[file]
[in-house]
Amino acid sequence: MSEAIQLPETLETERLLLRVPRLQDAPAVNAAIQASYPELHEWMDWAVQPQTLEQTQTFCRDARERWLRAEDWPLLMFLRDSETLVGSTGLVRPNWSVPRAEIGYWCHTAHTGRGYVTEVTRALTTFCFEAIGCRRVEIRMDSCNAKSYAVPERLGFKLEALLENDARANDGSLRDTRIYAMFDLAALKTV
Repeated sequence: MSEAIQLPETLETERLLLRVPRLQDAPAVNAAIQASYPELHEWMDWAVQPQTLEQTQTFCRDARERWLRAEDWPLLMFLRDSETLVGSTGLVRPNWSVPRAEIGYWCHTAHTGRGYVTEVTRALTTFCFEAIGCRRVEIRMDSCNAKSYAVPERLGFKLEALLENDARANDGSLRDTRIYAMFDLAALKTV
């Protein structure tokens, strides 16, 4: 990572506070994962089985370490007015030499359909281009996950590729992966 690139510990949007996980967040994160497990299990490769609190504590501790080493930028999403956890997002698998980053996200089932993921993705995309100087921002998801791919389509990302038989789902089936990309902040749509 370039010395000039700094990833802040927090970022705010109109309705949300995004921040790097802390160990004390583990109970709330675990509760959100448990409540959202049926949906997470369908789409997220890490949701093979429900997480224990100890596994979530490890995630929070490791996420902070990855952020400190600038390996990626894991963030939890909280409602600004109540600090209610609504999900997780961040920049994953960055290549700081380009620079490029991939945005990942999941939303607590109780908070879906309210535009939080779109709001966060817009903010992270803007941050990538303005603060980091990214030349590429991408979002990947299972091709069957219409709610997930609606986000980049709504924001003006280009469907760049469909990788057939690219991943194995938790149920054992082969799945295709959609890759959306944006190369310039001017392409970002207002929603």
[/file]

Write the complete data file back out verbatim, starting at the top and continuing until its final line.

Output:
[in-house]
Amino acid sequence: MSEAIQLPETLETERLLLRVPRLQDAPAVNAAIQASYPELHEWMDWAVQPQTLEQTQTFCRDARERWLRAEDWPLLMFLRDSETLVGSTGLVRPNWSVPRAEIGYWCHTAHTGRGYVTEVTRALTTFCFEAIGCRRVEIRMDSCNAKSYAVPERLGFKLEALLENDARANDGSLRDTRIYAMFDLAALKTV
Repeated sequence: MSEAIQLPETLETERLLLRVPRLQDAPAVNAAIQASYPELHEWMDWAVQPQTLEQTQTFCRDARERWLRAEDWPLLMFLRDSETLVGSTGLVRPNWSVPRAEIGYWCHTAHTGRGYVTEVTRALTTFCFEAIGCRRVEIRMDSCNAKSYAVPERLGFKLEALLENDARANDGSLRDTRIYAMFDLAALKTV
């Protein structure tokens, strides 16, 4: 990572506070994962089985370490007015030499359909281009996950590729992966 690139510990949007996980967040994160497990299990490769609190504590501790080493930028999403956890997002698998980053996200089932993921993705995309100087921002998801791919389509990302038989789902089936990309902040749509 370039010395000039700094990833802040927090970022705010109109309705949300995004921040790097802390160990004390583990109970709330675990509760959100448990409540959202049926949906997470369908789409997220890490949701093979429900997480224990100890596994979530490890995630929070490791996420902070990855952020400190600038390996990626894991963030939890909280409602600004109540600090209610609504999900997780961040920049994953960055290549700081380009620079490029991939945005990942999941939303607590109780908070879906309210535009939080779109709001966060817009903010992270803007941050990538303005603060980091990214030349590429991408979002990947299972091709069957219409709610997930609606986000980049709504924001003006280009469907760049469909990788057939690219991943194995938790149920054992082969799945295709959609890759959306944006190369310039001017392409970002207002929603």